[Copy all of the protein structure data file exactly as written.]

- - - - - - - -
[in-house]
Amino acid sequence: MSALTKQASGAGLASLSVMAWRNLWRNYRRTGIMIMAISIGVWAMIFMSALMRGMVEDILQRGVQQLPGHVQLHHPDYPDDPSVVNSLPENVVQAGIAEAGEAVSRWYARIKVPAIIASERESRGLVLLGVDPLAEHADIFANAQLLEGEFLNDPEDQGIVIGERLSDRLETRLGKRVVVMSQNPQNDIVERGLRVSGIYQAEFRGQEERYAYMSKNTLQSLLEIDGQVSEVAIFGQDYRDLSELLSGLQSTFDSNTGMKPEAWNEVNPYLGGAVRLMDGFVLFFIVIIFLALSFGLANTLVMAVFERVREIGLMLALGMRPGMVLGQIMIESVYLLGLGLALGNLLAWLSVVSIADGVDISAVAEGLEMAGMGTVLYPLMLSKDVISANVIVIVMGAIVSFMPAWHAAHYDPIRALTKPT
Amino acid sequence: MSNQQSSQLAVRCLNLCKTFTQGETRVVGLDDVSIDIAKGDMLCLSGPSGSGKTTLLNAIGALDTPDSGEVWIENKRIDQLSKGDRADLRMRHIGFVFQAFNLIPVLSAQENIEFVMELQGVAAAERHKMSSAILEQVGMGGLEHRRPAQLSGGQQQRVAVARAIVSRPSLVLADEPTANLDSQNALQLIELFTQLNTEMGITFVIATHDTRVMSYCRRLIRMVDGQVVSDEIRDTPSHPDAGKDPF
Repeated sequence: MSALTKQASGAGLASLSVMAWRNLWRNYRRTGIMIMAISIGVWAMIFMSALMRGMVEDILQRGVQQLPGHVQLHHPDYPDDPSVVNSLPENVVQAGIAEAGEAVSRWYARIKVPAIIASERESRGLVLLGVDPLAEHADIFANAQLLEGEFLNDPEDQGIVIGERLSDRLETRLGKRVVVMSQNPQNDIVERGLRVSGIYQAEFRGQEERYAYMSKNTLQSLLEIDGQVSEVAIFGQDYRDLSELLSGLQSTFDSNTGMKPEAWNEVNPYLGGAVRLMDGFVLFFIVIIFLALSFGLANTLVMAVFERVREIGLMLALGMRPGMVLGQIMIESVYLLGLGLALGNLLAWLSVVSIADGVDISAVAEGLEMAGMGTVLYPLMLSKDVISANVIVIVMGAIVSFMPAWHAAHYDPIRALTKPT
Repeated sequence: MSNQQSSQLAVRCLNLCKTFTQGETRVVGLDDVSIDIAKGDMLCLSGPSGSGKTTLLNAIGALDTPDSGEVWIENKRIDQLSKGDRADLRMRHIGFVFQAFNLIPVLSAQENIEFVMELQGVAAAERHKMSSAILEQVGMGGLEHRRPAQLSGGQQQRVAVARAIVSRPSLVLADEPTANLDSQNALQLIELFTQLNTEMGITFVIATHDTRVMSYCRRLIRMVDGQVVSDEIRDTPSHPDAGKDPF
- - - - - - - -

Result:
[in-house]
Amino acid sequence: MSALTKQASGAGLASLSVMAWRNLWRNYRRTGIMIMAISIGVWAMIFMSALMRGMVEDILQRGVQQLPGHVQLHHPDYPDDPSVVNSLPENVVQAGIAEAGEAVSRWYARIKVPAIIASERESRGLVLLGVDPLAEHADIFANAQLLEGEFLNDPEDQGIVIGERLSDRLETRLGKRVVVMSQNPQNDIVERGLRVSGIYQAEFRGQEERYAYMSKNTLQSLLEIDGQVSEVAIFGQDYRDLSELLSGLQSTFDSNTGMKPEAWNEVNPYLGGAVRLMDGFVLFFIVIIFLALSFGLANTLVMAVFERVREIGLMLALGMRPGMVLGQIMIESVYLLGLGLALGNLLAWLSVVSIADGVDISAVAEGLEMAGMGTVLYPLMLSKDVISANVIVIVMGAIVSFMPAWHAAHYDPIRALTKPT
Amino acid sequence: MSNQQSSQLAVRCLNLCKTFTQGETRVVGLDDVSIDIAKGDMLCLSGPSGSGKTTLLNAIGALDTPDSGEVWIENKRIDQLSKGDRADLRMRHIGFVFQAFNLIPVLSAQENIEFVMELQGVAAAERHKMSSAILEQVGMGGLEHRRPAQLSGGQQQRVAVARAIVSRPSLVLADEPTANLDSQNALQLIELFTQLNTEMGITFVIATHDTRVMSYCRRLIRMVDGQVVSDEIRDTPSHPDAGKDPF
Repeated sequence: MSALTKQASGAGLASLSVMAWRNLWRNYRRTGIMIMAISIGVWAMIFMSALMRGMVEDILQRGVQQLPGHVQLHHPDYPDDPSVVNSLPENVVQAGIAEAGEAVSRWYARIKVPAIIASERESRGLVLLGVDPLAEHADIFANAQLLEGEFLNDPEDQGIVIGERLSDRLETRLGKRVVVMSQNPQNDIVERGLRVSGIYQAEFRGQEERYAYMSKNTLQSLLEIDGQVSEVAIFGQDYRDLSELLSGLQSTFDSNTGMKPEAWNEVNPYLGGAVRLMDGFVLFFIVIIFLALSFGLANTLVMAVFERVREIGLMLALGMRPGMVLGQIMIESVYLLGLGLALGNLLAWLSVVSIADGVDISAVAEGLEMAGMGTVLYPLMLSKDVISANVIVIVMGAIVSFMPAWHAAHYDPIRALTKPT
Repeated sequence: MSNQQSSQLAVRCLNLCKTFTQGETRVVGLDDVSIDIAKGDMLCLSGPSGSGKTTLLNAIGALDTPDSGEVWIENKRIDQLSKGDRADLRMRHIGFVFQAFNLIPVLSAQENIEFVMELQGVAAAERHKMSSAILEQVGMGGLEHRRPAQLSGGQQQRVAVARAIVSRPSLVLADEPTANLDSQNALQLIELFTQLNTEMGITFVIATHDTRVMSYCRRLIRMVDGQVVSDEIRDTPSHPDAGKDPF